[Scroll down to read about the letters A-Q as “A Sinner’s Lenten Alphabet” continues.]
"What is REAL?" asked the Rabbit one day, when they were lying side by side near the nursery fender, before Nana came to tidy the room. "Does it mean having things that buzz inside you and a stick-out handle?"
"Real isn't how you are made," said the Skin Horse. "It's a thing that happens to you. When a child loves you for a long, long time, not just to play with, but REALLY loves you, then you become Real."
"Does it hurt?" asked the Rabbit.
"Sometimes," said the Skin Horse, for he was always truthful. "When you are Real you don't mind being hurt."
"Does it happen all at once, like being wound up," he asked, "or bit by bit?"
"It doesn't happen all at once," said the Skin Horse. "You become. It takes a long time. That's why it doesn't happen often to people who break easily, or have sharp edges, or who have to be carefully kept. Generally, by the time you are Real, most of your hair has been loved off, and your eyes drop out and you get loose in your joints and very shabby. But these things don't matter at all, because once you are Real you can't be ugly, except to people who don't understand."
A few years ago I used this passage from The Velveteen Rabbit by Margery Williams, "On Being Real" as a springboard for a discussion on finding balance in our lives. We talked about healing the gap between our spiritual and our “secular” lives—about being authentic.
Times of renewed spiritual intensity—like Great Lent—often shine a light into the dark crevices of our broken lives, and what we see can be overwhelming. One unhealthy response is to “pretend” … to go through the motions of an acetic struggle, without engaging on a personal level.
The Skin Horse teaches us several important things about becoming Real—that you accept pain as part of the process; that having sharp edges and needing to be “carefully kept” prevent the process; and that letting people love you is a key. “Once you are real you can’t be ugly, except to people who don’t understand.”
Metropolitan Anthony Bloom, in his short book, Meditations on a Theme, writes about the “process of becoming” and the importance of “considering ourselves as a whole” in order to progress in the spiritual life:
“… unless we take full responsibility for the way we face our heredity our situation our God and ourselves, we shall never be able to face more than a small section of our life and self…. Certain things in us belong already, however incipiently, to the Kingdom of God. Others are still a chaos, a desert, a wilderness. And it is for us by hard toil and inspired faith to make the into the Garden of Eden; as Nietzsche says, ‘One must possess a chaos within to give birth to a star.’ And we must have faith in the chaos, pregnant with beauty and harmony. We must look at ourselves as an artist looks, with vision and sobriety at the raw material which God has put into his hands and out of which he will make a work of art….”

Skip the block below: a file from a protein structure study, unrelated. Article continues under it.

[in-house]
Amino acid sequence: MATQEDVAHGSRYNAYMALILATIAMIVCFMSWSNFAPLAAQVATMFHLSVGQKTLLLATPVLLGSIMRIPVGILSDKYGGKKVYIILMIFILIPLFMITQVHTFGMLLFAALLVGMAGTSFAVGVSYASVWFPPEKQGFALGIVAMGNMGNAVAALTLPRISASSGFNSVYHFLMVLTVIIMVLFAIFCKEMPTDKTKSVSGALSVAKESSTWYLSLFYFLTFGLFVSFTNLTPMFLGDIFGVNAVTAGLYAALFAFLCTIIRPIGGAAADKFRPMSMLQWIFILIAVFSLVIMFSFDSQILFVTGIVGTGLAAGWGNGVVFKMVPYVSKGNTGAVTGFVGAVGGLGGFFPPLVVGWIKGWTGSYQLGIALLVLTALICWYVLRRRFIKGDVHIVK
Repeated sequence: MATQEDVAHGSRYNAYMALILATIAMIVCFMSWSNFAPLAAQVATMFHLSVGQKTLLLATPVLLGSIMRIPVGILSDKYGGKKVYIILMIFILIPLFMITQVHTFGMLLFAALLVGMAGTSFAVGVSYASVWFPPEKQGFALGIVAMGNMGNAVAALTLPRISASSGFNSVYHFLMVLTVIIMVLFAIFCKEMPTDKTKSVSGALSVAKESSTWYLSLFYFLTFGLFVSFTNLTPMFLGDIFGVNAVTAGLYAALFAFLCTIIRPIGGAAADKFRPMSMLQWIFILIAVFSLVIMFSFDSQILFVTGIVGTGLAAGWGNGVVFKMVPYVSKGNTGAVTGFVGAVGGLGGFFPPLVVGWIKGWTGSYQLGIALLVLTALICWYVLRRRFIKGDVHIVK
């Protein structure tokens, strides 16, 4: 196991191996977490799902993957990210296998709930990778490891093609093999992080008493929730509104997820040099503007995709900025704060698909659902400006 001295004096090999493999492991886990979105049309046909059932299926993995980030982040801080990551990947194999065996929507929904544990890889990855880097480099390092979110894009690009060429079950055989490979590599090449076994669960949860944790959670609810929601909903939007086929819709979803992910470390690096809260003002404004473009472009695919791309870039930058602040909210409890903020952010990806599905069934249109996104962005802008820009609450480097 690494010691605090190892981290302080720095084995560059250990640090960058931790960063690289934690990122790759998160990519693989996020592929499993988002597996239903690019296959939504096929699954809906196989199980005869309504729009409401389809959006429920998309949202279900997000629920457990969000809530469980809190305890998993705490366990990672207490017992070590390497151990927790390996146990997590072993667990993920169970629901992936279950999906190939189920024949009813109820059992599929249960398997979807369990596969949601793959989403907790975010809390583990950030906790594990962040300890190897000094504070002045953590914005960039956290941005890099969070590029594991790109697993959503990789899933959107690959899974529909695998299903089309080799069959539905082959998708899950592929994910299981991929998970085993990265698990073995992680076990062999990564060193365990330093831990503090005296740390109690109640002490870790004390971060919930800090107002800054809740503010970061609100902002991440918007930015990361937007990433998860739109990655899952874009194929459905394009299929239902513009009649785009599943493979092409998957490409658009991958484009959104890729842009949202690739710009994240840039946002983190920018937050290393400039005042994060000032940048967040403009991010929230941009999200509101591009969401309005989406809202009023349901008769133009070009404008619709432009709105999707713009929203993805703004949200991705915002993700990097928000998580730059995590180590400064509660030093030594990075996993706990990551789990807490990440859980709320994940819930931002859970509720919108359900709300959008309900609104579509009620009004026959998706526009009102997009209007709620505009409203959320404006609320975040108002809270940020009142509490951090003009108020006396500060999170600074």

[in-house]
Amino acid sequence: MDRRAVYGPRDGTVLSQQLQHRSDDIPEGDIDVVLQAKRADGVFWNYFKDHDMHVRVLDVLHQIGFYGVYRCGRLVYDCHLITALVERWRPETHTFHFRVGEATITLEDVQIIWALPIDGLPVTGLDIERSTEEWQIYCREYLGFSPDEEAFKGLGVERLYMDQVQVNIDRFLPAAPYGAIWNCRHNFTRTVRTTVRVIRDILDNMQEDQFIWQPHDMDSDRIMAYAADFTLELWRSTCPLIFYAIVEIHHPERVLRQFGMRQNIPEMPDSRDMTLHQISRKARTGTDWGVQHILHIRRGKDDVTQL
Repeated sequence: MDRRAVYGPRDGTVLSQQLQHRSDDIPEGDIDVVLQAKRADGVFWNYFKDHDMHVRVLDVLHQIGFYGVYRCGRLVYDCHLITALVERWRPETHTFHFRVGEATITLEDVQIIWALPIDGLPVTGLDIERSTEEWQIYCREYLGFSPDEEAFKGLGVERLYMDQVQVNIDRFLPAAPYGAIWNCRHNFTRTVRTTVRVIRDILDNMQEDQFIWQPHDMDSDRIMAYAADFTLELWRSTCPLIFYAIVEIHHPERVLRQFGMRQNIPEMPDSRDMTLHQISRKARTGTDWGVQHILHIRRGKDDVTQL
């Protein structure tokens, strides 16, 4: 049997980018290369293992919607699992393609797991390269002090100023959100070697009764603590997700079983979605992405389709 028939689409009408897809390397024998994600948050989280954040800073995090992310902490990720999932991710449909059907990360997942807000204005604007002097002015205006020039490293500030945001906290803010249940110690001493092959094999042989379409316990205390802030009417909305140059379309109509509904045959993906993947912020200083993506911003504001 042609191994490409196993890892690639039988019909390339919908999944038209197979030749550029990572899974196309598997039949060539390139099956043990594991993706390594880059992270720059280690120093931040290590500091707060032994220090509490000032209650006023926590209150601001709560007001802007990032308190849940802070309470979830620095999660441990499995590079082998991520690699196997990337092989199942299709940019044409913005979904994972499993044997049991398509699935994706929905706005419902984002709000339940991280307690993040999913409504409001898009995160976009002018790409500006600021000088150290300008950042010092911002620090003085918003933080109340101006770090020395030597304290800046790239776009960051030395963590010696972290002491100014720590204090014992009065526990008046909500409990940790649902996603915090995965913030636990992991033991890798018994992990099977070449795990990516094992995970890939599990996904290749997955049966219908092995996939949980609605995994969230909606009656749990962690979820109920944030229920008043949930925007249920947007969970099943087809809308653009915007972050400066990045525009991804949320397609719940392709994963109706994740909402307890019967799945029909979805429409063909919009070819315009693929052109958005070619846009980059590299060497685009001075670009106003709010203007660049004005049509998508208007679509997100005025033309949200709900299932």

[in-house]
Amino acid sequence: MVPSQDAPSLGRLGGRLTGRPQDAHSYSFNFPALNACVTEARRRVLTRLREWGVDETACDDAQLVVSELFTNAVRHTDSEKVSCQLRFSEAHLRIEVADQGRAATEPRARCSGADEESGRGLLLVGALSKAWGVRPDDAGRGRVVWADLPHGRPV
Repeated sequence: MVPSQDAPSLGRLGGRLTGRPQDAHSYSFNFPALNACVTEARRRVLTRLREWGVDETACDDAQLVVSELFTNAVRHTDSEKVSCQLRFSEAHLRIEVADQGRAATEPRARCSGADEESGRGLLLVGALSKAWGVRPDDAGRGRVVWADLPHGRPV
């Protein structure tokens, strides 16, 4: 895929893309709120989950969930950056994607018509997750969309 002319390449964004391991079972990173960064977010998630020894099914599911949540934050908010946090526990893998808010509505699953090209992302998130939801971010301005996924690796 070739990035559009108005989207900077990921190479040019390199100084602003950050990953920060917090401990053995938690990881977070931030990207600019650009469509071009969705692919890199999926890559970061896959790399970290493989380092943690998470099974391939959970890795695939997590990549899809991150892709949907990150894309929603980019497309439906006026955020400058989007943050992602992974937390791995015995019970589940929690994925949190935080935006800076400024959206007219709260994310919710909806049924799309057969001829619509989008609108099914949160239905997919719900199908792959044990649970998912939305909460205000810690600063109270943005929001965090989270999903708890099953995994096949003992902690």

[I have that Nietzsche quote on this magnet on my refrigerator.]
It’s so easy, I think, to try to copy the way godliness looks on others—whether it be their mode of fasting, prayer, good works, or even the way they wear their spirituality in their body language, the tone of their voice, or the way they dress. There is nothing innately spiritual about dressing a certain way (head covering or not, for example) or speaking a certain way (subdued tones in the voice) or carrying yourself a certain way (quietly, with slow steps or hurrying along to your next task.) For several years I tried to copy some of these outward signs of the spiritual lives of others, but I wasn’t being authentic.
Met. Bloom continues:
“At every instant of our lives we can be authentic and real if we choose the risk of being what we are and of not aiming at copying a model or identifying ourselves with preconceived images. But our true self cannot be discovered merely by watching our empirical self, but only in God and through him. Each of us is an image of the Living God, but an image which, like an old painting that has been tampered with overlaid or clumsily restored to the point of being unrecognizable…. “
Many of the services of Great Lent—especially the ones that include the Canon of St. Andrew of Crete—offer an opportunity for us to face our sinfulness. I’m sure these are written and offered by the Church to help us see that aspect of ourselves as an aid to repentance. But at the same time, As Bloom says:
“It is important for us to learn both how far we are outsiders and how richly we are already endowed with his presence, by the light enclosed in our darkness; our very potentialities can be an inspiration, a way, a hope; how little we need hurry but how important it is to be real, to occupy in relation to God and to the world around us the true situation which is ours, within which God can act. For He cannot act in an unreal situation, in which we are continually placing ourselves through imagination, fantasy, desire and spiritual gluttony, as the Fathers of the Desert say.”
I know that’s a lot to take in. And maybe living an authentic life isn’t a struggle for you, but it’s at the heart of my struggle. The “signature” quote at the end of my outgoing emails is this:
“It takes courage to grow up and turn out to be who you really are.” ~~ E.E. Cummings
Past posts about Metropolitan Bloom are here:
A Preview of Authentic Beauty
Beginning to Pray
Scootch, Scootch, God, or Grace, Eventually